ver since the first North Hills Campus kindergarteners studied a pair of geese building a nest and preparing for goslings, the pond has enriched learning across disciplines and divisions. Today, this living laboratory is launching deeper lessons than ever before, thanks to a new partnership with Aquatic Edge Consulting.
“The project authentically grew out of a concern and need for action to restore and maintain the pond’s habitat,” declares science teacher Heather Capezzuti, whose fifth grade Aquatic Habitats unit explores the essential question: Is the pond a healthy aquatic habitat? The unit begins each fall with a long walk around the pond. “We make a list of observations; talk about what a healthy habitat might look like; learn about watersheds; conduct simple water quality tests; discuss how biotic and abiotic factors in and around our pond interact with each other; look at aquatic food chains and food webs; and search for indicator species whose presence tells us about the water quality.”
When Capezzuti began studying the pond 19 years ago, it teemed with turtles, water snakes, fish, filamentous algae, and mayflies. In recent years, students began noting fewer tadpoles and frogs; more rarely still, fish, turtles, or snakes. Some improvements were made—installing a pond pump, adding plants for water filtration and erosion control—but students grew thirsty to learn and do more. Capezzuti, realizing this required more sophisticated and thorough testing, approached City as Our Campus℠ Director Adam Nye for support. The result: the partnership between the North Hills Campus and Aquatic Edge Consulting.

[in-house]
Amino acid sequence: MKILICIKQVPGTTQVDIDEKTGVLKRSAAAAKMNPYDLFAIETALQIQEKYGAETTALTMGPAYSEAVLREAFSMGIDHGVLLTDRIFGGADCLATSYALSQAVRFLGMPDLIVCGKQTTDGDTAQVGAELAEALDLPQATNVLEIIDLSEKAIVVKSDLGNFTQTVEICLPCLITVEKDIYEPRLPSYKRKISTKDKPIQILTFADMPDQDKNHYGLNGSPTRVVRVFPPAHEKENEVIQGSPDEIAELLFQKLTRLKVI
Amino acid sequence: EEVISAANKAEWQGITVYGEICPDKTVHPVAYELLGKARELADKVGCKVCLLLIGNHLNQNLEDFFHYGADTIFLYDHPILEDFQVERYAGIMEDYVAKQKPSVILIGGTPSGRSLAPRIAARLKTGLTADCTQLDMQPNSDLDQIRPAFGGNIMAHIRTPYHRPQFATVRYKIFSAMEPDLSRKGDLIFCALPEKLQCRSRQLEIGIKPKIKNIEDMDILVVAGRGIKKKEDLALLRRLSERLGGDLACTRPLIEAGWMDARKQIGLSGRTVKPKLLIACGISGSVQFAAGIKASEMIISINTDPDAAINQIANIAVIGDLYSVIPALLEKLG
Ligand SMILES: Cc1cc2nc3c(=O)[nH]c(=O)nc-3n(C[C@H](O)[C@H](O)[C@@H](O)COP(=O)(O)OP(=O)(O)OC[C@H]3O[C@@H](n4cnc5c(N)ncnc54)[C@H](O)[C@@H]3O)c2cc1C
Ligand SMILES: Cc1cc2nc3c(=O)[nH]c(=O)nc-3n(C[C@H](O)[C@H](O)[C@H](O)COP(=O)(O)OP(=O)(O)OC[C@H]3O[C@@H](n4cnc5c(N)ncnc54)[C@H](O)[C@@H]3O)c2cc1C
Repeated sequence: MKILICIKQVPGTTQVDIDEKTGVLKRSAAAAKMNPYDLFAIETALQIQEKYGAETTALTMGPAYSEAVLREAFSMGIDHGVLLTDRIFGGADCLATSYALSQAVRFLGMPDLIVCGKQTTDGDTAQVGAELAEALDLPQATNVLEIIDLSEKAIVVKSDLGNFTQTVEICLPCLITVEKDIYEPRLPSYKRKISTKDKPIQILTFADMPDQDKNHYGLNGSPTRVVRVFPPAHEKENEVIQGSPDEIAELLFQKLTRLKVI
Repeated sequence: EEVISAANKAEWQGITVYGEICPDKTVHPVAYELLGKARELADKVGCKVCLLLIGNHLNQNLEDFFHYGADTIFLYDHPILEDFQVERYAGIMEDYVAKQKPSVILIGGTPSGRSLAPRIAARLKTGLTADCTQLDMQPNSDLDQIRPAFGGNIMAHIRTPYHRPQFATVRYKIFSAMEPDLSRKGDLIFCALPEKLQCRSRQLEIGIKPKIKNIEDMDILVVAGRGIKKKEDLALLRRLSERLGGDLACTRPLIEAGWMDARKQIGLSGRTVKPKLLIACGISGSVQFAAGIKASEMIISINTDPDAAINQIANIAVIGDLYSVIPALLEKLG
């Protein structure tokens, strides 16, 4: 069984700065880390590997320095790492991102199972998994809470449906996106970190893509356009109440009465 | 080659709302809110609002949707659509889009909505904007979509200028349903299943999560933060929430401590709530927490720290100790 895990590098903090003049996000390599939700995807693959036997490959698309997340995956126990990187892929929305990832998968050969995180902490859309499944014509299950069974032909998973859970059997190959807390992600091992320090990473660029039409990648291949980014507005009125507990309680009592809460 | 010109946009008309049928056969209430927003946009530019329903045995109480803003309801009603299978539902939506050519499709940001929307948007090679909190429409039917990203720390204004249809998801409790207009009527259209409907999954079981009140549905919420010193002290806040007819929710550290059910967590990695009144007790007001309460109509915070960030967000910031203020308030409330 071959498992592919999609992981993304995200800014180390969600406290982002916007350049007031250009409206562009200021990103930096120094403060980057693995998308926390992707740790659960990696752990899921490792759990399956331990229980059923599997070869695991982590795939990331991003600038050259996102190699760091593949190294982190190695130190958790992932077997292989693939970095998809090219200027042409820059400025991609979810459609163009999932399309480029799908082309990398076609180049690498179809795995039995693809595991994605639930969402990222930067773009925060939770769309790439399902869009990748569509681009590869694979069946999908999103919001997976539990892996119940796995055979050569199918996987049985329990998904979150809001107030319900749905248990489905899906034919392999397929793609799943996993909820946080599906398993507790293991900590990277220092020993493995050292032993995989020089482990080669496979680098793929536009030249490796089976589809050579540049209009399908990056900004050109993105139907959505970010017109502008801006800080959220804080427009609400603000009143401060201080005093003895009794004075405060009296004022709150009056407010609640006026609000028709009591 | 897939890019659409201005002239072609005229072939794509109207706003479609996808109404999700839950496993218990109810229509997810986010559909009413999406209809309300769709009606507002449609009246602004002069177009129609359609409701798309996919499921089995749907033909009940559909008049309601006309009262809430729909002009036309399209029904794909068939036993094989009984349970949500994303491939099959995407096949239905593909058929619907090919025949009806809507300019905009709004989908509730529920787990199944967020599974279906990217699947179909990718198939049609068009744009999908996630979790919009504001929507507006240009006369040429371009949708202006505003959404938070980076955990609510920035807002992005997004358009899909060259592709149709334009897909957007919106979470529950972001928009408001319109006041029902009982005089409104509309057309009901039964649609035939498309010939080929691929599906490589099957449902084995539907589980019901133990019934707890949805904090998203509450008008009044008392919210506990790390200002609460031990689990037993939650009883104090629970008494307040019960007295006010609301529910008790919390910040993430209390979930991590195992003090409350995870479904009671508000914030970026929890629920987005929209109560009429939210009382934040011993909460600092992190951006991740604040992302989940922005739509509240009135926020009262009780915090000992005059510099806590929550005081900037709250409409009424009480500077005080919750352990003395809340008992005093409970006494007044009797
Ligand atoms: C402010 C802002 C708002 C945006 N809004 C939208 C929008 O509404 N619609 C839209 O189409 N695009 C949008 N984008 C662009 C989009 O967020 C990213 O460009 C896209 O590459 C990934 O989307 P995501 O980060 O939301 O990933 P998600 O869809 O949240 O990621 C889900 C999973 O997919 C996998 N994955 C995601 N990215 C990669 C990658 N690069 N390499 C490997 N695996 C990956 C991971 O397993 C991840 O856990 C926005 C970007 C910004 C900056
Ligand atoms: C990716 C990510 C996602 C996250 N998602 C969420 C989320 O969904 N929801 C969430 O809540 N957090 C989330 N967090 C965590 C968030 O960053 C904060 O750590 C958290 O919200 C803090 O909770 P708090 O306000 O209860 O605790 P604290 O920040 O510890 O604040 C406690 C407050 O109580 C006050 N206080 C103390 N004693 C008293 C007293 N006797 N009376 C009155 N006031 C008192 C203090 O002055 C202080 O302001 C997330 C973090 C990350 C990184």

“The students were super excited to help plan and implement a pond improvement project,” reports Capezzuti. The first meeting took place in January, when Aquatic Edge experts Tim Wood and Dana Rizzo met with students to discuss factors affecting pond health. Fifth graders then trekked to the icy pond with Wood and Rizzo to drill for water samples and learn proper collection techniques. The samples were labeled and sent to the Penn State Extension lab for testing.
Students interpreted the results to determine additional testing needs for their next session with Aquatic Edge. During that visit, the class learned about non-point source pollution and canoed to the pond’s inflow site for more samples and testing. In a third visit by Aquatic Edge, the specialists led a discussion on the best native plant species for the fifth graders to plant to improve the pond’s health.
“Our students are getting real world experience by helping to solve real world problems,” asserts Capezzuti, acknowledging that answers won’t always come easily. “I believe it is helpful to see that we don’t always have the answers to everything, that the continual pursuit of knowledge and truth is the essence of science.”